Cost of a Separation Agreement with CODR?
It’s a fact of life that every couple and their agreement is going to be different.
However, CODR strives to provide our clients with a fixed fee. This does mean that we need to estimate and negotiate any fixed fees with our lawyer’s prior certification.
We price this based
on our experience of the complexity (on a sliding scale from standard to complex)
of your situation and agreement terms.
certifications where couples have one stand-alone Family Home which are splitting
the sale of proceeds from, we usually charge $1500 plus GST.
does not include situations where couples have complex arrangements dealing
with the Family Home, or if couples have multiple properties or trusts, or
business shares. There is a myriad of situations in which CODR’s standard agreement
does not take into account. Therefore, a good indication that your situation is
more complex than our standard situations will be whether you have needed to
edit or add in clauses to your Separation Agreement.
the costs of certification as our lawyers bill us for the time in which it takes
them to prepare and then to conduct the certification – taking into account the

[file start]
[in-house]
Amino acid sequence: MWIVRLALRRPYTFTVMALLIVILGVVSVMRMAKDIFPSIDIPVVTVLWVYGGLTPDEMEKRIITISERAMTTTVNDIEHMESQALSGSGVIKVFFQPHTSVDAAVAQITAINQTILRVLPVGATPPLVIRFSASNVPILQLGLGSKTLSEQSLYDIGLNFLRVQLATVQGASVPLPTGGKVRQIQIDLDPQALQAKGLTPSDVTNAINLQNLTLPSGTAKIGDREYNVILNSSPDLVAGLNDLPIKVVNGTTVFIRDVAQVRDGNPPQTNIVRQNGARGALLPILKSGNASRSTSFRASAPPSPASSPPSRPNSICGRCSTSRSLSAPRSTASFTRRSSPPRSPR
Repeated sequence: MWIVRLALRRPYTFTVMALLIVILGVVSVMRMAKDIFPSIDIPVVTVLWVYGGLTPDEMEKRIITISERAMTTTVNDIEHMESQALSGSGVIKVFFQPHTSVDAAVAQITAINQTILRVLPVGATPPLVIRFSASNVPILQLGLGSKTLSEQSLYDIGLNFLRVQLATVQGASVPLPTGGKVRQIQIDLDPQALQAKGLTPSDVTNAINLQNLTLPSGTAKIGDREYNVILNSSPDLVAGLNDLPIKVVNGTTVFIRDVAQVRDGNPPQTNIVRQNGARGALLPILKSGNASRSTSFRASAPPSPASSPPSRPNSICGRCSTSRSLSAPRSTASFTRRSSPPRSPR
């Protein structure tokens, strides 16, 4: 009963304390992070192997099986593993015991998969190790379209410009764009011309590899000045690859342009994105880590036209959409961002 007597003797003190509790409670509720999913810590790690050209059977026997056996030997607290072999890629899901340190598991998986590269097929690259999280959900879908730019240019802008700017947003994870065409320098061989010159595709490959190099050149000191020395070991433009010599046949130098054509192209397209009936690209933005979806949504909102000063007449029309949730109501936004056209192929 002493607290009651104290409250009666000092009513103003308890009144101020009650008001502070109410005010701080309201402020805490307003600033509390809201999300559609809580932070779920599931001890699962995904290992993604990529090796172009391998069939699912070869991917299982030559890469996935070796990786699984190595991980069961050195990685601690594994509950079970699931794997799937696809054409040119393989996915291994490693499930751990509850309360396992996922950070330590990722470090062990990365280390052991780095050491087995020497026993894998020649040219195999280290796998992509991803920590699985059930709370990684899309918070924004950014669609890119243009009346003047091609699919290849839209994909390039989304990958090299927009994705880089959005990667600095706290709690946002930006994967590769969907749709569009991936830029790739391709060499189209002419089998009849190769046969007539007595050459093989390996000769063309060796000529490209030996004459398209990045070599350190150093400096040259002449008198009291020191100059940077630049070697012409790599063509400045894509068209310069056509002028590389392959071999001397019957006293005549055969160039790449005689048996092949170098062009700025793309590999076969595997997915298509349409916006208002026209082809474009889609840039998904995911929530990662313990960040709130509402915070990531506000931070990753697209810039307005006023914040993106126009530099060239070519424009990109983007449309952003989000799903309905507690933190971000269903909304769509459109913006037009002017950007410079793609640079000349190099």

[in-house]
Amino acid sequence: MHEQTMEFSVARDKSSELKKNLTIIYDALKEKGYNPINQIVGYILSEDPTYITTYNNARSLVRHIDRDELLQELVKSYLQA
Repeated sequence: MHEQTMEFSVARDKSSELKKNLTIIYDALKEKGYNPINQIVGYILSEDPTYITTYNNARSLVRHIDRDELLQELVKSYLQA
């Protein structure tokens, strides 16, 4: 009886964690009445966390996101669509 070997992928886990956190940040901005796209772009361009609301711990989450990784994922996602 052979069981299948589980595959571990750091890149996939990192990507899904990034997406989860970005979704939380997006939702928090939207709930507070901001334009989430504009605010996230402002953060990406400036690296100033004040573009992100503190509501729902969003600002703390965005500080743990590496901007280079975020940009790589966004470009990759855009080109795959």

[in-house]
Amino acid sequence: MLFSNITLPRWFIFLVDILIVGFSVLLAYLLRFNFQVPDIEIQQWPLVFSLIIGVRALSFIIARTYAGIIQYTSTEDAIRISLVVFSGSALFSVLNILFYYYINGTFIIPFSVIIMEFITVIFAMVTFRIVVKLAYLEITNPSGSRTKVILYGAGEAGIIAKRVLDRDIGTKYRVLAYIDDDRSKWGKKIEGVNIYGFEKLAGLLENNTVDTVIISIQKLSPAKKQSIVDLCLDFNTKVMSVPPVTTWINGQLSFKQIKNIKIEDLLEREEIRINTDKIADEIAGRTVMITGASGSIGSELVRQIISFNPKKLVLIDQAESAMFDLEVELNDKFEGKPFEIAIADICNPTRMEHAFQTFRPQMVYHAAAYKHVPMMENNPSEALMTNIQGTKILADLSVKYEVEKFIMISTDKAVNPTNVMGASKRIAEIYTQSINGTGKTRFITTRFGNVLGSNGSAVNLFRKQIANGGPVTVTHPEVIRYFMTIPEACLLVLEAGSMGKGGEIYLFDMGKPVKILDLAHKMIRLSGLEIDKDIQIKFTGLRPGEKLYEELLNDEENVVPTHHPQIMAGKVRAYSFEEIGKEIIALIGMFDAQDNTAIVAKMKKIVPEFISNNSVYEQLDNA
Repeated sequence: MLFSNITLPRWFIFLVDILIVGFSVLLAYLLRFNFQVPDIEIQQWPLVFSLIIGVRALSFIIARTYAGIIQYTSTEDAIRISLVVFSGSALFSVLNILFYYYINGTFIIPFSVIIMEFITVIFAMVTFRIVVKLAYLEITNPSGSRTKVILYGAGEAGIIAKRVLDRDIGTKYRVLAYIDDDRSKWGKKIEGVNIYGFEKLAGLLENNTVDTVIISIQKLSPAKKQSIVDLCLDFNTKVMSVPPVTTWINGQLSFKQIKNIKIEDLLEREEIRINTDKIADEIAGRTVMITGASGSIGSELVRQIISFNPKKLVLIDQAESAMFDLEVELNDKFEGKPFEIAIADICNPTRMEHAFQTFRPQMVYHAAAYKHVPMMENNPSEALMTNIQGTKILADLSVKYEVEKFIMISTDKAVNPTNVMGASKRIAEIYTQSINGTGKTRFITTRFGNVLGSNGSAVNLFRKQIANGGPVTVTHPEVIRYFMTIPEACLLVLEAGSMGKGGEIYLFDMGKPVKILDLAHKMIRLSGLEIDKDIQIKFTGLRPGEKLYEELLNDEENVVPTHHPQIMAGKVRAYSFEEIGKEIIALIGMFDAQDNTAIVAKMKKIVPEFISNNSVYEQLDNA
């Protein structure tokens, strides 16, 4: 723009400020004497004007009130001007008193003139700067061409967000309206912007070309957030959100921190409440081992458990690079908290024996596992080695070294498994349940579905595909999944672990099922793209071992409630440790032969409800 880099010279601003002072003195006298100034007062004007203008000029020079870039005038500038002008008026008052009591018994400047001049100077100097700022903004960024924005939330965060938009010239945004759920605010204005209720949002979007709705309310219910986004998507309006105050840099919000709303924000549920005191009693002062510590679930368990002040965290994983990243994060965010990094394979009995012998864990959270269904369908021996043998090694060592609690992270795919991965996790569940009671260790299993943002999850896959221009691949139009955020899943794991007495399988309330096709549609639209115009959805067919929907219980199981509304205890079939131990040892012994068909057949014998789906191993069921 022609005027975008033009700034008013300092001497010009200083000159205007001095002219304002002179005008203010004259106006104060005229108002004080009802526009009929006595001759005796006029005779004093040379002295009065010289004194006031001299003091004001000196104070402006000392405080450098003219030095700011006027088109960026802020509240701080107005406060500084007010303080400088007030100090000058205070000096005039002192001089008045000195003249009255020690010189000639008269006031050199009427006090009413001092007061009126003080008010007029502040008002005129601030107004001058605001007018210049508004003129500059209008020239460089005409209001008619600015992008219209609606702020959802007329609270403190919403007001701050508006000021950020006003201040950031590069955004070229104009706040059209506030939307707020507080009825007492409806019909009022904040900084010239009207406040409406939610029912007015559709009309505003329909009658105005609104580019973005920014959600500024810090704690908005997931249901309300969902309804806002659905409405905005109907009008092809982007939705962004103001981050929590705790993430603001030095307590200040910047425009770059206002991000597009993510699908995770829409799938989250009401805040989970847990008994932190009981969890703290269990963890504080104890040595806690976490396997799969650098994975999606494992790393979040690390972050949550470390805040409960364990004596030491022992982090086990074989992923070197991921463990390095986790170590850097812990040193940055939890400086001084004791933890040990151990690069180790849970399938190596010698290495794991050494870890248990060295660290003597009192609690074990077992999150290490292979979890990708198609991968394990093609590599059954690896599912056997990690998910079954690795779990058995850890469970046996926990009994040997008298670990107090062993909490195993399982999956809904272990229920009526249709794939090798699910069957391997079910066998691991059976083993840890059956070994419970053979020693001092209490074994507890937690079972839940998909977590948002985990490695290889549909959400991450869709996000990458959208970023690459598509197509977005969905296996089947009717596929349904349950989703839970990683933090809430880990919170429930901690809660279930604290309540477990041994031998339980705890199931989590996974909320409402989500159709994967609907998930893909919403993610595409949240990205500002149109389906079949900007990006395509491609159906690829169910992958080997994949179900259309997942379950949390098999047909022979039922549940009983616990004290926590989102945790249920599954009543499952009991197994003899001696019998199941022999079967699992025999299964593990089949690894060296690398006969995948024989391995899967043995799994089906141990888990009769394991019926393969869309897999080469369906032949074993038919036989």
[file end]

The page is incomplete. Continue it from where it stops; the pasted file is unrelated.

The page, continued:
legal advice they must give as part of the process. More complex assets or situations
does mean more time needed in order to provide advice and to satisfactorily
certify your separation agreement.
What can I expect to pay?
Most of our more
complicated certifications for the Separation Agreement vary between $1500 – $2500
+ GST, as an indication.
However, if for any reason your certification does not occur (one partner changes their mind last minute, or our lawyers advise the party not to sign as the terms are manifestly unfair), then CODR refunds the parties the fee paid less any costs already and reasonably incurred by our lawyers in preparing for and conducting the certification.
Can I get competing quotes from our own lawyers?
Yes. CODR does not have the exclusive right to certify your agreement and any party can use their own lawyers to certify. In other words, we think we provide a transparent fee and process in certifying.
Are there any on-going costs after separation?
You may need to get conveyancing or trust lawyers involved at this stage to deal with the execution of the terms of the separation agreement. For instance, you may need to change the name of the title on the property to one spouse, or you may need to get Deeds of Settlement drafted up if you have independent trustees which deal with your relationship property.
However, there are on-going costs that may arise out of your separation. For example, if you have children, you may have already detailed in your agreement how you will each contribute to child-care. In particular, child support becomes a topic of on-going costs.